Israeli warplanes bombed parts of southern Lebanon again yesterday as sporadic fighting followed the one-day offensive that put the territory under Israeli occupation.

By late yesterday, only three small pockets of Palestinian resistance reportedly remained inside the six-mile-deep strip of Lebanese territory that Israeli forces have seized along the two countries' 62-mile-long border.

Palestinian leader Yasser Arafat, after a trip that took him close to the front lines, said in Beirut that his forces were continuing to fight.

But a Palestinian commander in southeastern Lebanon told reporters that his forces were switching to hit-and-run tactics and elsewhere in southern Lebanon. The only indication of Palestinian resistance was occasional rockets and artillery fired from north of the Israeli-held zone.

Israel's official army radio said Israeli troops controlled a 384-square-mile strip of Lebanese territory, reaching from the Mediterranean Sea to the foothills of Mount Hermon.

There were widely varying reports of casualties and, because of difficult communications in Lebanon and strict censorship in Israel, it appeared unlikely that precise figures would be available.

The Palestine Liberation Organization said in Geneva that 79 of its commandos were killed or wounded. Israeli military officials said about 100 Palestinians were killed and hundreds more wounded.

Israel said 11 of its soldiers were killed and 57 wounded. The PLO said about 350 Israelis were killed or wounded.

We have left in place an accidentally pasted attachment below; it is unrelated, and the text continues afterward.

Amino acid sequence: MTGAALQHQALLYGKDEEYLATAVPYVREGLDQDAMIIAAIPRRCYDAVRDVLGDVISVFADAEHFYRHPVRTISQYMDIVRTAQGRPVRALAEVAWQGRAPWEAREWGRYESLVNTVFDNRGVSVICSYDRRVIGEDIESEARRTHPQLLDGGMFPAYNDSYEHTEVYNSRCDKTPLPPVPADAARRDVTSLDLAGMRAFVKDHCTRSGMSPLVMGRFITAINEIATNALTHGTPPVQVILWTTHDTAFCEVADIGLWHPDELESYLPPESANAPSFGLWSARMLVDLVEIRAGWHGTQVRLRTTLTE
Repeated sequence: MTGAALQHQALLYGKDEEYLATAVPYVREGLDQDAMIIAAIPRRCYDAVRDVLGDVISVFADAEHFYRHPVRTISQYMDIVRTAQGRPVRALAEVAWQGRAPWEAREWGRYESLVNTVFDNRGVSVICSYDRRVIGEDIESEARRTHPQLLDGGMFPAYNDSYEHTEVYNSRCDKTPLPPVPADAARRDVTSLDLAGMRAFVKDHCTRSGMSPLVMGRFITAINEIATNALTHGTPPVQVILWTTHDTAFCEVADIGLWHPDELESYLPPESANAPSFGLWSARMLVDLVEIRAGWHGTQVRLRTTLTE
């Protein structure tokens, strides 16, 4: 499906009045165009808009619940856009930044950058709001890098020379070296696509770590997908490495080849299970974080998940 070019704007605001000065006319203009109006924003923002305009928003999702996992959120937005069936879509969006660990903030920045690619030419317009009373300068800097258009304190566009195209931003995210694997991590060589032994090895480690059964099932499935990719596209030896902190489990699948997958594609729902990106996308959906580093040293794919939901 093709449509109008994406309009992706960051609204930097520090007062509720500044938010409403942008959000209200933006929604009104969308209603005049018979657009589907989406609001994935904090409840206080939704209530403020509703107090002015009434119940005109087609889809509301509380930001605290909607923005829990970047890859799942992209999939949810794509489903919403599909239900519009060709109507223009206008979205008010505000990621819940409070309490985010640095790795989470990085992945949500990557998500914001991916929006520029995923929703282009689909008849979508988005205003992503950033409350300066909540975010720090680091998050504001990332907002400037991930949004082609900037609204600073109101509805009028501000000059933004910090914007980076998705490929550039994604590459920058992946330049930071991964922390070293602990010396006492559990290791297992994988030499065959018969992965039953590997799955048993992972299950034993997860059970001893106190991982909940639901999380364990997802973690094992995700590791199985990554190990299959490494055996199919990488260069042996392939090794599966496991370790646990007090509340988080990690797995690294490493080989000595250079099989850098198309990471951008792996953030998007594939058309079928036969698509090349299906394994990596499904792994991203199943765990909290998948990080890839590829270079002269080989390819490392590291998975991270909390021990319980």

Neither side gave any figures on civilian casualties.

The Israeli bombing yesterday was directed largely at the three reported sites in the occupied zone still providing resistance - Rashaya Foukhour, near the Syrian border; Haddata in the central and Qlaile, near the Mediterranean.

Israeli warplanes also bombed populated areas well north of the occupied territory for the second day, Washington Post correspondent Jonathan C. Randal reported from Beirut. Among the targets were Tyre, a seaport city; the nearby Rashadiyeh Palestinian refugee camp and Nabatiyeh, an inland town.

A growing problem for Lebanon, Randal reported, was the flow of refugees moving north from the areas seized and bombed by Israel.

Members of the 30,000-man Syrian peacekeeping force, who have had no confrontations with the Israeli forces, attempted unsuccessfully to prevent the refugees from moving north of Sidon, a seaport 20 miles south of Beirut.

The territory held by Israel amounts to almost one-tenth of Lebanon's total area and Lebanon thus becomes the fourth Arab state to lose territory to Israeli occupation.

The occupied portion of Lebanon is more than twice the size of the Gaza Strip and almost as large as the Golan Heights, an occupied Syrian territory. In normal times, about 150,000 persons live in the occupied Lebanese territory, but diplomatic sources say that only about one-fifth that number live there now.

The Israeli move into Lebanon aroused anger among Arabs on the occupied West Bank of Jordan, Reuter reported.

In Ramallah, school children threw rocks at cars bearing Israeli license plates and few of the 20,000 West Bank Arabs who work in Israel turned up for their jobs. Most schools on the West Bank were closed.